Gen Z reveal the age they think you are officially old

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Zoomers seem to reckon that people are past their prime a lot earlier than expected

It seems like as soon as your teen years and early 20s are out of the way, most people are just hanging around waiting to start receiving their state pension and to kick-star their knitting career.

Well, that’s according to Gen Z, who seem to think that we should all be on the scrap heap even though there is still plenty of life left to live.

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A new study, which involved 2,000 adults, aimed to zero in on the clear generational differences between different cohorts.

Before we dive in, for those not in the know – Boomers are born between 1946-1964, Millennials between 1981-1996, and Gen Z between 1997-2012.

With a particular emphasis on the variations between Gen Z and Boomers, the research carried out by Wellsoon at Practice Plus Group looked at the distinctions between lifestyle choices, views on the world and everything in between.

It found that Boomers are the most active generation out of the lot of us, as they typically spend four more hours in the great outdoors than Gen Z and Millennials.

They are also the most likely to head off an adventure and travel the globe, as well as dedicating time to exercising.

The study also found that 56 percent of Boomers like to work out, whereas only 39 percent of 18 to 27-year-olds prioritise staying fit.

It really sounds like we could learn a thing or two from them, to be honest.

The study revealed what age Gen Z regard as 'old' (Getty stock images)

The study revealed what age Gen Z regard as ‘old’ (Getty stock images)

An admirable 68 percent of Boomers regard themselves as an active individual, but 37 percent said they were unable to exert themselves as much as they’d like due to health problems and chronic joint pains.

A whopping 80 percent of these lot said they only learned to appreciate their bodies when they hit 38, saying that they felt grateful for their physical wellbeing – as they should!

Even though Boomers seem to be putting Gen Z to shame, the younger generation clearly expect anyone older them to be weighing up their retirement home options rather than overtaking them on a run.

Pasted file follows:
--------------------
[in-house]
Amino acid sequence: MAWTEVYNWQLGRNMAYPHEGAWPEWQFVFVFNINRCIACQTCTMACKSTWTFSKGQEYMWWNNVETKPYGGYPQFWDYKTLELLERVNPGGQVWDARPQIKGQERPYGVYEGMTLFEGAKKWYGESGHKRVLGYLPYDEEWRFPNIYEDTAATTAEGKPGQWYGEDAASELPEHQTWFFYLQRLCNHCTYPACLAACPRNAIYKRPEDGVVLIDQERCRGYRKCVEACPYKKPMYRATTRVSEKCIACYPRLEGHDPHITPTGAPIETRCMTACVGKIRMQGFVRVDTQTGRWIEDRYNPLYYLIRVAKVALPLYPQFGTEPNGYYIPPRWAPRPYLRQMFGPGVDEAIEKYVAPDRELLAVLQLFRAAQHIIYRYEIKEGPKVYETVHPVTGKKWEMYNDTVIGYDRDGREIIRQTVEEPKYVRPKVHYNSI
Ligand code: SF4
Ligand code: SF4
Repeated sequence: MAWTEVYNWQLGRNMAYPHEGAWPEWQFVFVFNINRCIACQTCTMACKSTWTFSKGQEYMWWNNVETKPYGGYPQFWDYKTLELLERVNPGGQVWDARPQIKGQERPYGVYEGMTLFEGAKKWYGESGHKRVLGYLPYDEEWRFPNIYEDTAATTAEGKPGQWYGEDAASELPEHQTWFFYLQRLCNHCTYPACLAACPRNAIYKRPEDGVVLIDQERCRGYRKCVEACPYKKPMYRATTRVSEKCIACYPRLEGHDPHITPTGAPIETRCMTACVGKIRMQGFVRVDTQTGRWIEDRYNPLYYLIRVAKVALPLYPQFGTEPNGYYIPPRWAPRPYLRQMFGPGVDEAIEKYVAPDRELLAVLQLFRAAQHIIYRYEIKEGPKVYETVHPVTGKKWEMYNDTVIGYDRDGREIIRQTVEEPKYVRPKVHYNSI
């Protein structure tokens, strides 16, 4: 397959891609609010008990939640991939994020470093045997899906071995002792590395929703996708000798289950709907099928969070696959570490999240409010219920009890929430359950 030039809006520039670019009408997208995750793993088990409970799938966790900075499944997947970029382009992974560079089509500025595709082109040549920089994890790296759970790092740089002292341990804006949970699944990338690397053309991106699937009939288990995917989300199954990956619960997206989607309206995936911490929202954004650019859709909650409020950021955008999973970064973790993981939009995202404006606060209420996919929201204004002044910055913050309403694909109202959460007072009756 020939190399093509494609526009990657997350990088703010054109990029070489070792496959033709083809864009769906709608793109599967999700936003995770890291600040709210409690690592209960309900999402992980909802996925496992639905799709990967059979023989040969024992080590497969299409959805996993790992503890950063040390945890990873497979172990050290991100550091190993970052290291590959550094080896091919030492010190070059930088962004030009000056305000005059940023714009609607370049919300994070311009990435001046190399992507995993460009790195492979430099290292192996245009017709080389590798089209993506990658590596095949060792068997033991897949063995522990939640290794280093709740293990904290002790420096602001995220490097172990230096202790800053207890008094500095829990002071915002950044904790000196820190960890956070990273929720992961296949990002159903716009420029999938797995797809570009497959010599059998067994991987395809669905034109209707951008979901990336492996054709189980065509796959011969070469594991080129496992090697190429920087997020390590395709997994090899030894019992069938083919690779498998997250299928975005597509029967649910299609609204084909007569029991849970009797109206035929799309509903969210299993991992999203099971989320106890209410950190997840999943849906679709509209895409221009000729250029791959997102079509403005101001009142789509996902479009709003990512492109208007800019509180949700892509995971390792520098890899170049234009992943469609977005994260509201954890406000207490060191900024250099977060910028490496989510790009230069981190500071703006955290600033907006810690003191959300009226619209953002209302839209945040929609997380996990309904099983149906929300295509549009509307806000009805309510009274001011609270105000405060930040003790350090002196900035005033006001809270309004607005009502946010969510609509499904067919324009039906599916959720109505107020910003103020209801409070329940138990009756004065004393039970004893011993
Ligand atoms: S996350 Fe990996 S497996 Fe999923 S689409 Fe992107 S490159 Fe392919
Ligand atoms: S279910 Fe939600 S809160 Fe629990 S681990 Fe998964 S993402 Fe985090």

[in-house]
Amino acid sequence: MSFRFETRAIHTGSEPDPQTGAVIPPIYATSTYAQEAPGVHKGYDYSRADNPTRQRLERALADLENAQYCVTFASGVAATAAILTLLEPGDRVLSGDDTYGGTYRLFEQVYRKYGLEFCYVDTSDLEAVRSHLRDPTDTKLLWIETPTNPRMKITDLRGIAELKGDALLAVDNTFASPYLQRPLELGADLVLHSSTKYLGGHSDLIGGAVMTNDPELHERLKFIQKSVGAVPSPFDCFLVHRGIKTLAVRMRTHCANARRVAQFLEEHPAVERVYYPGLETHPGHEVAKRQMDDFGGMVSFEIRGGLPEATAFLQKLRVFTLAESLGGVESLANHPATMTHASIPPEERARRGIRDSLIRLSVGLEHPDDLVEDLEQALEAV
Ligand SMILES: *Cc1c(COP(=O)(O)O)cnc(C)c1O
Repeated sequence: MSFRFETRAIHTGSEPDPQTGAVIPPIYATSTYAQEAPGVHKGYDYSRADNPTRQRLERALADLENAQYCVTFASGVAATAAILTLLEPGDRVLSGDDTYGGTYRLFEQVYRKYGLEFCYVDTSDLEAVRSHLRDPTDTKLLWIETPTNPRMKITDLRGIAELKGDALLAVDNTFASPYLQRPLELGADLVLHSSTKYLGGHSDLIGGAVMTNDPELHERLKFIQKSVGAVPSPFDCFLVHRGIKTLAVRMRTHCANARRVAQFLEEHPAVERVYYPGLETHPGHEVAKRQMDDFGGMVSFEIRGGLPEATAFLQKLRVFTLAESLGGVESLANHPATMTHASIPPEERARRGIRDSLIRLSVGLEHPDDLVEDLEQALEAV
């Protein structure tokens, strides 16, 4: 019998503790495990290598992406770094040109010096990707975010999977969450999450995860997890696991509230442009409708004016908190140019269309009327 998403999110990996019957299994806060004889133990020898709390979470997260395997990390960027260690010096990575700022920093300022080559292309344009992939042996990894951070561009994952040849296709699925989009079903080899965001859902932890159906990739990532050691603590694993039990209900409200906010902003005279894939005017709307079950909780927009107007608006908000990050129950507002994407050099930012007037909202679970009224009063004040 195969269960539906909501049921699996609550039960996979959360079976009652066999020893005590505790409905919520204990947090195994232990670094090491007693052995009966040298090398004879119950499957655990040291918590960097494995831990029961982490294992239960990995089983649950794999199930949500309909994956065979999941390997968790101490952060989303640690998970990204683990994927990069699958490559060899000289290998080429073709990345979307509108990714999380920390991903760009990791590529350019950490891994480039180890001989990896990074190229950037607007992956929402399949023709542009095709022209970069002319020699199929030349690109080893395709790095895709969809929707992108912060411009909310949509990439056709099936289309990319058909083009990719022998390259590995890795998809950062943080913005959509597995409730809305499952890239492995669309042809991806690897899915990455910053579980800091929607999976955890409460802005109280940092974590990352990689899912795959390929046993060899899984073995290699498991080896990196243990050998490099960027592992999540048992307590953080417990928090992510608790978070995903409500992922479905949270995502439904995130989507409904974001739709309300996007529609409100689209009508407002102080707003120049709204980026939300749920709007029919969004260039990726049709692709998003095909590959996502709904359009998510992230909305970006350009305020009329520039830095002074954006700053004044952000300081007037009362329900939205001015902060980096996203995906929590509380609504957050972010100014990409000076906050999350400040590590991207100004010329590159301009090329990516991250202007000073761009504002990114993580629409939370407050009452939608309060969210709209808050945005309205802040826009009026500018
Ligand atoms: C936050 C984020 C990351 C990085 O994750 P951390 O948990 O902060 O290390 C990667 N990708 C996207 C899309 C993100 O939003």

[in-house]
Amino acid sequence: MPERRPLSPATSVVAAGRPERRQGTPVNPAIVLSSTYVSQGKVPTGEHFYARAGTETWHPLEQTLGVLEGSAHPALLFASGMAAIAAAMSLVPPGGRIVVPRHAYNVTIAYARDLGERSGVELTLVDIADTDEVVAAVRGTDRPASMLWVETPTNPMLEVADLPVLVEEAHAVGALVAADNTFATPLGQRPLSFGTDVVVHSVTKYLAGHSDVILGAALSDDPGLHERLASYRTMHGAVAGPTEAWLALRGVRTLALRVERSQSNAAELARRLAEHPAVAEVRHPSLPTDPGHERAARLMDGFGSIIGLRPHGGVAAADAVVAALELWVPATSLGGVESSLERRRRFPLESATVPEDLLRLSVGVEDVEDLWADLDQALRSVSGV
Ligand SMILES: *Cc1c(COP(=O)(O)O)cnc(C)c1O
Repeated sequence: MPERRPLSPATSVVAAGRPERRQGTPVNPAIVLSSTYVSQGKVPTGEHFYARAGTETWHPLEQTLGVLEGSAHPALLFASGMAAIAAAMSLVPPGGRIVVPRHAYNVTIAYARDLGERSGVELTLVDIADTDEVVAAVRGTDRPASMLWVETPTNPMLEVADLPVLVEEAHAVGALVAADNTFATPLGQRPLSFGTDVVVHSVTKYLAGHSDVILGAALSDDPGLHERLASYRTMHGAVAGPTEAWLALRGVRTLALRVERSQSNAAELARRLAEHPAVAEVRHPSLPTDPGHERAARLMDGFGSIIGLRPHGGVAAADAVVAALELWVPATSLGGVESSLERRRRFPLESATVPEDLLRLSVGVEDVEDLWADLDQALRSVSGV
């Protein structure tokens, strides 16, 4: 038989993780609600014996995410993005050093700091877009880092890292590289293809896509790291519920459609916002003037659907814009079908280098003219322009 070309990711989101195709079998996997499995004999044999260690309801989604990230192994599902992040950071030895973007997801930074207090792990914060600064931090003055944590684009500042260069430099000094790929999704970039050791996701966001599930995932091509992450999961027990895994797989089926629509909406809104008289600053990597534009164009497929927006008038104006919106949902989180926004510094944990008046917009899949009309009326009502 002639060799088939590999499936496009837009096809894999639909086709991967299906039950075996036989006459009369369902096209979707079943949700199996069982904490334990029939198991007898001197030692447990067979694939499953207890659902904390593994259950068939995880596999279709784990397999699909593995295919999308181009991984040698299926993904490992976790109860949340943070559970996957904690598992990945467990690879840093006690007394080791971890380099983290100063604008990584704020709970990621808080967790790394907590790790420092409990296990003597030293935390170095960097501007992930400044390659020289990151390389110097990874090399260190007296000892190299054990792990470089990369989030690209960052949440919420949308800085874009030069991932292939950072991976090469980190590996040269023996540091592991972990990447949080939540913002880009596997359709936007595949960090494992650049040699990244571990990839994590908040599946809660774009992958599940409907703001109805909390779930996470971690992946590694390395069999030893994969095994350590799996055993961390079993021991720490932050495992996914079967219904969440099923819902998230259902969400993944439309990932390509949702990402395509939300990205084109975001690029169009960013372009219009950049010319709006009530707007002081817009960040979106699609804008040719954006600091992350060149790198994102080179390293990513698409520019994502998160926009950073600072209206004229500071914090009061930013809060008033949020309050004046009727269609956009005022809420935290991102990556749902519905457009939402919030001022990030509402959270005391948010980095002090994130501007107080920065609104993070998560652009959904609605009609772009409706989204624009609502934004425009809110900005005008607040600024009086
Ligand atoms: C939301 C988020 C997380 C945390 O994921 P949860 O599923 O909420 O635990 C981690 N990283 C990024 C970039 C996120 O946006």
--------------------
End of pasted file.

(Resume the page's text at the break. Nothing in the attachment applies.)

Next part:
That’s because, according to the research, 12 to 27-year-olds consider people to be ‘old’ when they hit their late 50s.

Gen Z believe people in this age range are effectively elderly and enjoying their retirement.

The study found that 20 percent of Gen Z reckon those in their late 50s spend their days sitting in an armchair, while 16 percent think they are just ‘pottering’ around.

So by Gen Z’s standards, Adam SandlerMike TysonGordon RamsaySalma HayekHalle Berry and Helena Bonham Carter are all past their prime at the age of 57.

It seems they reckon you're past your prime when you hit your late 50s (Getty stock images)

It seems they reckon you’re past your prime when you hit your late 50s (Getty stock images)

The good news is, those ever-optimistic Boomers believe that 60 is the new 40 – as two thirds of those involved in the study said they felt younger than they were, while one in five said they felt up to 20 years younger than their age.

A fifth simply said they were having the time of their lives…which is surely what we’re all aspiring for, right?

A spokesperson from Wellsoon at Practice Plus Group, which commissioned the study, said: “Older generations are extremely active, and many older people are more active than some of their younger friends and family members – with almost half of younger people saying being too busy with work and too tired held them back from being more active.

“Older people are getting the most out of retirement and have reached an age where they’re comfortable in their own skin and appreciate their bodies and their health.

“Of all the generations, it was those aged 79 and older who most loved to have fun with friends.

“They aren’t willing to accept that joint pain is something you have to put up with just because you’re ‘old’- they are going to see it as a bump in the road to be overcome so they can enjoy many more happy and active years.”Featured Image Credit: Getty stock images

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